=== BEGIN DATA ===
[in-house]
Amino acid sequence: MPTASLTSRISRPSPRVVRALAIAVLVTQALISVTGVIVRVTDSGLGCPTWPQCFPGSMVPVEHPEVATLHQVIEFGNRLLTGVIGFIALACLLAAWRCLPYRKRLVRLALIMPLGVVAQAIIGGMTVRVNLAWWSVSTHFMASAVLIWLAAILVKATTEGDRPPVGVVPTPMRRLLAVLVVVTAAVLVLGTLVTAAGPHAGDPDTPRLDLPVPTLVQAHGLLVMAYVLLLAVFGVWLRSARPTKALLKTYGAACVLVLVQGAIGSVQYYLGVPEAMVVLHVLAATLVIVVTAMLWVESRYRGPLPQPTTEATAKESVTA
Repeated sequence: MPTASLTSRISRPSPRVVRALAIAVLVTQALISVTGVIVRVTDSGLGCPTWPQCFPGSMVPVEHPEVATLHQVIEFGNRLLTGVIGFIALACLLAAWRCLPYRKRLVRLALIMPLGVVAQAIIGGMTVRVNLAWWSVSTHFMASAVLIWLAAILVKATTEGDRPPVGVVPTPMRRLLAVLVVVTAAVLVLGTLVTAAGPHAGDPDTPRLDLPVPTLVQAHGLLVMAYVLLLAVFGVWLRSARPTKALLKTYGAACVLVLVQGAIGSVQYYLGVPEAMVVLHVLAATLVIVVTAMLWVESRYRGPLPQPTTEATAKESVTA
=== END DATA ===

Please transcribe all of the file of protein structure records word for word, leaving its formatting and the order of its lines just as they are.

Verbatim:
[in-house]
Amino acid sequence: MPTASLTSRISRPSPRVVRALAIAVLVTQALISVTGVIVRVTDSGLGCPTWPQCFPGSMVPVEHPEVATLHQVIEFGNRLLTGVIGFIALACLLAAWRCLPYRKRLVRLALIMPLGVVAQAIIGGMTVRVNLAWWSVSTHFMASAVLIWLAAILVKATTEGDRPPVGVVPTPMRRLLAVLVVVTAAVLVLGTLVTAAGPHAGDPDTPRLDLPVPTLVQAHGLLVMAYVLLLAVFGVWLRSARPTKALLKTYGAACVLVLVQGAIGSVQYYLGVPEAMVVLHVLAATLVIVVTAMLWVESRYRGPLPQPTTEATAKESVTA
Repeated sequence: MPTASLTSRISRPSPRVVRALAIAVLVTQALISVTGVIVRVTDSGLGCPTWPQCFPGSMVPVEHPEVATLHQVIEFGNRLLTGVIGFIALACLLAAWRCLPYRKRLVRLALIMPLGVVAQAIIGGMTVRVNLAWWSVSTHFMASAVLIWLAAILVKATTEGDRPPVGVVPTPMRRLLAVLVVVTAAVLVLGTLVTAAGPHAGDPDTPRLDLPVPTLVQAHGLLVMAYVLLLAVFGVWLRSARPTKALLKTYGAACVLVLVQGAIGSVQYYLGVPEAMVVLHVLAATLVIVVTAMLWVESRYRGPLPQPTTEATAKESVTA